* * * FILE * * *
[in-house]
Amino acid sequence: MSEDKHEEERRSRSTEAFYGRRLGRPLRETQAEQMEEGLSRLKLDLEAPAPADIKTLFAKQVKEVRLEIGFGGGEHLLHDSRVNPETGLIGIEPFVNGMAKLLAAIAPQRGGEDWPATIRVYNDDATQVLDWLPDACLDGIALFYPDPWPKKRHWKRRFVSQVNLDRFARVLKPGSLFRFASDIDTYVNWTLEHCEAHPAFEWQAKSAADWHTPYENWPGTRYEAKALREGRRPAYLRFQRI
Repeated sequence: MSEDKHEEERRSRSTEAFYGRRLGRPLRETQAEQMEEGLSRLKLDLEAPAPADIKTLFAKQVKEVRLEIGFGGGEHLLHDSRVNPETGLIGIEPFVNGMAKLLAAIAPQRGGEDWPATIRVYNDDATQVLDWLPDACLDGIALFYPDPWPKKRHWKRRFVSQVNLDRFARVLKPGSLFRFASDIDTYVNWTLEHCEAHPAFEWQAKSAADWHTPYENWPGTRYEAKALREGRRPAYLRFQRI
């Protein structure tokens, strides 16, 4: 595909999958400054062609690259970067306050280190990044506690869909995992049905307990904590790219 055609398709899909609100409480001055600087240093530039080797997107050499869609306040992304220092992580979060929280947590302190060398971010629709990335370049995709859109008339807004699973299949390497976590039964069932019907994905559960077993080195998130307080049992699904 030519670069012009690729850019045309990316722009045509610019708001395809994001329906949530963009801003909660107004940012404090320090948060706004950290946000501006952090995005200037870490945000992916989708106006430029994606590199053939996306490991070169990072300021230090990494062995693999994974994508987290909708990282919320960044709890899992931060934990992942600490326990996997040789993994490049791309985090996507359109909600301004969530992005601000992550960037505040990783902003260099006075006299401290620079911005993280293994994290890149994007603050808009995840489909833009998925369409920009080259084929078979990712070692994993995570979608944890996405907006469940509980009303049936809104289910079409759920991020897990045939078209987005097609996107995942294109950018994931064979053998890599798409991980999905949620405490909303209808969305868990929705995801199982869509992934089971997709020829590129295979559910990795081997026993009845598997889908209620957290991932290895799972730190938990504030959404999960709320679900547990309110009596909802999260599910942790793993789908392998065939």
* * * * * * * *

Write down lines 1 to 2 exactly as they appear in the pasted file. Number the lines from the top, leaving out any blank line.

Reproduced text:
[in-house]
Amino acid sequence: MSEDKHEEERRSRSTEAFYGRRLGRPLRETQAEQMEEGLSRLKLDLEAPAPADIKTLFAKQVKEVRLEIGFGGGEHLLHDSRVNPETGLIGIEPFVNGMAKLLAAIAPQRGGEDWPATIRVYNDDATQVLDWLPDACLDGIALFYPDPWPKKRHWKRRFVSQVNLDRFARVLKPGSLFRFASDIDTYVNWTLEHCEAHPAFEWQAKSAADWHTPYENWPGTRYEAKALREGRRPAYLRFQRI